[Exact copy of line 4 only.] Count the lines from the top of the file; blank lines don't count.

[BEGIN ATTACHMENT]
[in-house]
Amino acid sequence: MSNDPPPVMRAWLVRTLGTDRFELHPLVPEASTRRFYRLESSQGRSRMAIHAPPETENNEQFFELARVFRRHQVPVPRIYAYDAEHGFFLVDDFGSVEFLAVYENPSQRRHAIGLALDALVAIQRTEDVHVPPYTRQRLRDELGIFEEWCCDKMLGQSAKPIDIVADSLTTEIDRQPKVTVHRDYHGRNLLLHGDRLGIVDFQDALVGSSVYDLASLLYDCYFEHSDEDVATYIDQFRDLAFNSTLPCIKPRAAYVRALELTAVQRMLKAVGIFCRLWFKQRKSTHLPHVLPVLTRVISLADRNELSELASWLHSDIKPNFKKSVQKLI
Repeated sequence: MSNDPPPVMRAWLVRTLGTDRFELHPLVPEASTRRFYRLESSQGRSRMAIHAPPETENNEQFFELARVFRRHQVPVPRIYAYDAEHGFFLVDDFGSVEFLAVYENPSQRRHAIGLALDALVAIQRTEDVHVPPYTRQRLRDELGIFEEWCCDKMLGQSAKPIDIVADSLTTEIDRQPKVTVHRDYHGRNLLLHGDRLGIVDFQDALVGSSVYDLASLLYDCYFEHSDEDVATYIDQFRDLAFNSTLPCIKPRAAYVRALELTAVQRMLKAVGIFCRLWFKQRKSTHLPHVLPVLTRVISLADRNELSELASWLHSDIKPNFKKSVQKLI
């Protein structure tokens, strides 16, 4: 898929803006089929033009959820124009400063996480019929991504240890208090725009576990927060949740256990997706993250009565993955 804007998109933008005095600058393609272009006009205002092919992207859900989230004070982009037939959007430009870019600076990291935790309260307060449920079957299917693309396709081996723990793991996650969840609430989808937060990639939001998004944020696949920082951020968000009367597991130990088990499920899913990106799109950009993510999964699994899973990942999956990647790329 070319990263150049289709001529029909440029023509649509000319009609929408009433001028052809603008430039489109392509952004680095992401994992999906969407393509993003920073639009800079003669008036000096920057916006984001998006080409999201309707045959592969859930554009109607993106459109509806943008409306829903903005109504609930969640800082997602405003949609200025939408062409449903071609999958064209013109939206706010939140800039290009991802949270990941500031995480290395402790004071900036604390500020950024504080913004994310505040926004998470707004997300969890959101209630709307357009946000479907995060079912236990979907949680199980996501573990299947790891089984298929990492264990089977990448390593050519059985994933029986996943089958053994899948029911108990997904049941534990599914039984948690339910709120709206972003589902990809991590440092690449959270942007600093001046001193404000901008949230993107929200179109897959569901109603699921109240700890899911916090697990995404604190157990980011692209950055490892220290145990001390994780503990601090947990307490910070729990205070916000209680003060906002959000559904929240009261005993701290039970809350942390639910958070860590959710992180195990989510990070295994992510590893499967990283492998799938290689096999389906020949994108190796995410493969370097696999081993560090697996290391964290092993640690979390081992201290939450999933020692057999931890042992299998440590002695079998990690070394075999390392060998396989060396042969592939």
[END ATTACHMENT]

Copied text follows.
């Protein structure tokens, strides 16, 4: 898929803006089929033009959820124009400063996480019929991504240890208090725009576990927060949740256990997706993250009565993955 804007998109933008005095600058393609272009006009205002092919992207859900989230004070982009037939959007430009870019600076990291935790309260307060449920079957299917693309396709081996723990793991996650969840609430989808937060990639939001998004944020696949920082951020968000009367597991130990088990499920899913990106799109950009993510999964699994899973990942999956990647790329 070319990263150049289709001529029909440029023509649509000319009609929408009433001028052809603008430039489109392509952004680095992401994992999906969407393509993003920073639009800079003669008036000096920057916006984001998006080409999201309707045959592969859930554009109607993106459109509806943008409306829903903005109504609930969640800082997602405003949609200025939408062409449903071609999958064209013109939206706010939140800039290009991802949270990941500031995480290395402790004071900036604390500020950024504080913004994310505040926004998470707004997300969890959101209630709307357009946000479907995060079912236990979907949680199980996501573990299947790891089984298929990492264990089977990448390593050519059985994933029986996943089958053994899948029911108990997904049941534990599914039984948690339910709120709206972003589902990809991590440092690449959270942007600093001046001193404000901008949230993107929200179109897959569901109603699921109240700890899911916090697990995404604190157990980011692209950055490892220290145990001390994780503990601090947990307490910070729990205070916000209680003060906002959000559904929240009261005993701290039970809350942390639910958070860590959710992180195990989510990070295994992510590893499967990283492998799938290689096999389906020949994108190796995410493969370097696999081993560090697996290391964290092993640690979390081992201290939450999933020692057999931890042992299998440590002695079998990690070394075999390392060998396989060396042969592939």